Every year thousands of children across the country fall victim to cancer. The illness remains the leading cause of death by disease for children under the age of 15. This month is National Childhood Cancer Awareness Month. A time to remember those lives taken too soon, those fighting the disease, and those who overcame it.
Many children in the River Region have been diagnosed with cancer, and many times the outcome isn't always what we want to hear. CBS 8 News sat down with one Montgomery family that faced the disease and heard how Cami Phillips battled cancer.
On the surface, Cami Phillips is like any other 12-year-old. A honor roll student., an athlete, a sister and daughter. You would never know what she's faced.
"I went to a doctor's appointment when they found a tumor, and he sent me to the hospital, so I could get a CT scan. They did say it was cancer," Phillips says.
When Phillips was one-year-old, she was diagnosed with Neuroblastoma. A cancer that forms in the nerve tissue. Only six in one million children are diagnosed with the disease, and the chances of surviving are slim.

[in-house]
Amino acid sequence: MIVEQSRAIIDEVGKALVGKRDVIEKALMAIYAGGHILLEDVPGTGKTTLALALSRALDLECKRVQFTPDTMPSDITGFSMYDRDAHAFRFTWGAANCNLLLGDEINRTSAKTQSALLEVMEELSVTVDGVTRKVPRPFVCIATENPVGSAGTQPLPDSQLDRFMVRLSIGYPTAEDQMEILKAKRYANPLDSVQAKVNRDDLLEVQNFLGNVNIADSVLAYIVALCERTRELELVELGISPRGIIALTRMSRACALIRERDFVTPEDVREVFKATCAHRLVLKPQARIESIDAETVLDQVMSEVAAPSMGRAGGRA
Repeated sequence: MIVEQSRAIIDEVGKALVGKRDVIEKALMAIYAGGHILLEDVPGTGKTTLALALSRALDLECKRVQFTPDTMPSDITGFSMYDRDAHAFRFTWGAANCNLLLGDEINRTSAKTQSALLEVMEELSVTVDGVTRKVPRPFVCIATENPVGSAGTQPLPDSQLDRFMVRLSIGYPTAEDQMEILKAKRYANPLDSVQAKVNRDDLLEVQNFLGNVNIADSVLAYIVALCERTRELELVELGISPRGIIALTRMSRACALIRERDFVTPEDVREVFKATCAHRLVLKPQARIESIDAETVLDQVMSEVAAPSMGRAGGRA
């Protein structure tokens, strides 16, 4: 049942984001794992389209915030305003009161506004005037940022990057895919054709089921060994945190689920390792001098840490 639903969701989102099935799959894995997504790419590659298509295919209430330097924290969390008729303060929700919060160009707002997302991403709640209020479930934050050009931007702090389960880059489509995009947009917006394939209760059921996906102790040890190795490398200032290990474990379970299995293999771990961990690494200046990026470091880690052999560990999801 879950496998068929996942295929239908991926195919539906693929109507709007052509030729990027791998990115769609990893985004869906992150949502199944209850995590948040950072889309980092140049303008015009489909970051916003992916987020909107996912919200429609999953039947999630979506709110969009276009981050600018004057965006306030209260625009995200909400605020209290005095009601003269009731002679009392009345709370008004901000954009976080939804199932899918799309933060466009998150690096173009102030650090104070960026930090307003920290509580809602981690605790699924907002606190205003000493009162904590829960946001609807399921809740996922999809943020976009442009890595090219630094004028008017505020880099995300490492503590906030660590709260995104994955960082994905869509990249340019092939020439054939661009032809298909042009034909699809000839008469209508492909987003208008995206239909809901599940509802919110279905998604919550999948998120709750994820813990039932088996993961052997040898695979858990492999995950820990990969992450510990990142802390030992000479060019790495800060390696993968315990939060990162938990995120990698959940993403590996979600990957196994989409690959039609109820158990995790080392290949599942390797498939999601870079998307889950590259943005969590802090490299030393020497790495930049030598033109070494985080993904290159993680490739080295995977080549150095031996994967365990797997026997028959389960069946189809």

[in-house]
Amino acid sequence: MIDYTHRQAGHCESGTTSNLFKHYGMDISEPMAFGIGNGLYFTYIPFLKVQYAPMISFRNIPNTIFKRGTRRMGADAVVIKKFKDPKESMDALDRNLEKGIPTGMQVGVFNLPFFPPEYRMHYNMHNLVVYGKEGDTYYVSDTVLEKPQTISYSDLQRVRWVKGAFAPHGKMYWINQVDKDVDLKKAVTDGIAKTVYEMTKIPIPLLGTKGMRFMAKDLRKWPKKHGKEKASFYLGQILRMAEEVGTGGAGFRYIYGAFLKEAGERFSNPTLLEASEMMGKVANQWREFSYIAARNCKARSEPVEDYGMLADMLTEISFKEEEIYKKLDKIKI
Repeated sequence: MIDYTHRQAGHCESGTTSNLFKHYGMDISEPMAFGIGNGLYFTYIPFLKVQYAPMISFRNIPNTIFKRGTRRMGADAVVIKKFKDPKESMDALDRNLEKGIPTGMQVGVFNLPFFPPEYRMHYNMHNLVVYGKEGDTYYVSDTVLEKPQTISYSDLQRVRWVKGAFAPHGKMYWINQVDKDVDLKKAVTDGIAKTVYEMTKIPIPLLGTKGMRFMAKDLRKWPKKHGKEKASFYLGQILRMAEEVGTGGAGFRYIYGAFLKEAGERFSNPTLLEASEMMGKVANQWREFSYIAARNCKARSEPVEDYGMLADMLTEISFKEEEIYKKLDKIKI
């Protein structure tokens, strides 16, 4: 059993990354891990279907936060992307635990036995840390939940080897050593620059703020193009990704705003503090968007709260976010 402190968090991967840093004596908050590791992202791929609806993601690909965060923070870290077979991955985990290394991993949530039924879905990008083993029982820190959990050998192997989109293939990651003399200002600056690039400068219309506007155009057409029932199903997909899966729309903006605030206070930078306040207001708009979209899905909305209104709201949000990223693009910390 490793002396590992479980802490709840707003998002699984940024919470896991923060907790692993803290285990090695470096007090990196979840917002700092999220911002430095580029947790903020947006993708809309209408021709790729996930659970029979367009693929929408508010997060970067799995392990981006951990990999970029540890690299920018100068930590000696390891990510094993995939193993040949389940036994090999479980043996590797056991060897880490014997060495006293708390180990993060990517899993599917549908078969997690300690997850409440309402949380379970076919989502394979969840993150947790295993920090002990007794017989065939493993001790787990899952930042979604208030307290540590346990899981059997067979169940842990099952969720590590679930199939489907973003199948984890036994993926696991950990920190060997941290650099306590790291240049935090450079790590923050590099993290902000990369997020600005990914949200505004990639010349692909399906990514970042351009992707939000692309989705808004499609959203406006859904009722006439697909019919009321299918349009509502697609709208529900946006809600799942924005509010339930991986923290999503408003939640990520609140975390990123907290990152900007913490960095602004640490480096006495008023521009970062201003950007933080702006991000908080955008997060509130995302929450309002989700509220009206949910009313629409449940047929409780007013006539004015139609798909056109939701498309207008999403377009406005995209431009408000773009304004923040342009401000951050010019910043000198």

"Initial shock. Surprise. She was the healthiest kid we had. I thought she was just plump, but she had a fairly large tumor in her abdomen," says her father Mathew Phillips.
It took Phillips less than a year to battle the disease.
"We spent nine weeks in the children's hospital. During that time, there were four other children diagnosed with the same tumor, and two of the four children died while we were getting treatments," he says.
Today Phillips has been cancer free for ten years, and while she still has to get yearly checkups until she goes to college, so far the chemo and cancer haven't affected her health.
Some say it was medical treatment that helped her heal, but Phillips says it was an act of God.
"God does miracles, and look at me. I'm a miracle!" she says.
Phillips says her experiences have inspired her to become a nurse.
More than 10,000 children under the age of 15 across the country are diagnosed with cancer each year. Thanks to medical advances, the five year survival rate for childhood cancer has jumped from 50 to 80 percent.